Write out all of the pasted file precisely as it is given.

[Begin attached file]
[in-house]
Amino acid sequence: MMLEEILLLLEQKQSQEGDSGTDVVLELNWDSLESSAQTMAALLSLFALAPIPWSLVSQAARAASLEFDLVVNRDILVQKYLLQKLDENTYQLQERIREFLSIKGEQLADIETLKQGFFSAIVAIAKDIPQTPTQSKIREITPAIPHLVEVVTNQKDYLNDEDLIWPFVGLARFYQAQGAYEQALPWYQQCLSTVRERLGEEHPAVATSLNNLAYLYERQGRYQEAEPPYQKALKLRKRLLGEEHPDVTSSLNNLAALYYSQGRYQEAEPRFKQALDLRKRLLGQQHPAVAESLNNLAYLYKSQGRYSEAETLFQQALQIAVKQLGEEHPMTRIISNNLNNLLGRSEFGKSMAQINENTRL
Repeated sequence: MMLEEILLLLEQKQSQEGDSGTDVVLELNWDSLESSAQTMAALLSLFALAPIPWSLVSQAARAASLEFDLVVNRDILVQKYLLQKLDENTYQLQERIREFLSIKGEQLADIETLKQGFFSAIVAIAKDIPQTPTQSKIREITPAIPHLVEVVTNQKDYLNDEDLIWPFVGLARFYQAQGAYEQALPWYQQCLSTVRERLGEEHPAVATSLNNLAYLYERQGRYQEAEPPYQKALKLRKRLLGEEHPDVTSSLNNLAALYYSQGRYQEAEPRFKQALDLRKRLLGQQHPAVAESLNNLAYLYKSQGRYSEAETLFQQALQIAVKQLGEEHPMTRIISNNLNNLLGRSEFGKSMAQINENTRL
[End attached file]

[in-house]
Amino acid sequence: MMLEEILLLLEQKQSQEGDSGTDVVLELNWDSLESSAQTMAALLSLFALAPIPWSLVSQAARAASLEFDLVVNRDILVQKYLLQKLDENTYQLQERIREFLSIKGEQLADIETLKQGFFSAIVAIAKDIPQTPTQSKIREITPAIPHLVEVVTNQKDYLNDEDLIWPFVGLARFYQAQGAYEQALPWYQQCLSTVRERLGEEHPAVATSLNNLAYLYERQGRYQEAEPPYQKALKLRKRLLGEEHPDVTSSLNNLAALYYSQGRYQEAEPRFKQALDLRKRLLGQQHPAVAESLNNLAYLYKSQGRYSEAETLFQQALQIAVKQLGEEHPMTRIISNNLNNLLGRSEFGKSMAQINENTRL
Repeated sequence: MMLEEILLLLEQKQSQEGDSGTDVVLELNWDSLESSAQTMAALLSLFALAPIPWSLVSQAARAASLEFDLVVNRDILVQKYLLQKLDENTYQLQERIREFLSIKGEQLADIETLKQGFFSAIVAIAKDIPQTPTQSKIREITPAIPHLVEVVTNQKDYLNDEDLIWPFVGLARFYQAQGAYEQALPWYQQCLSTVRERLGEEHPAVATSLNNLAYLYERQGRYQEAEPPYQKALKLRKRLLGEEHPDVTSSLNNLAALYYSQGRYQEAEPRFKQALDLRKRLLGQQHPAVAESLNNLAYLYKSQGRYSEAETLFQQALQIAVKQLGEEHPMTRIISNNLNNLLGRSEFGKSMAQINENTRL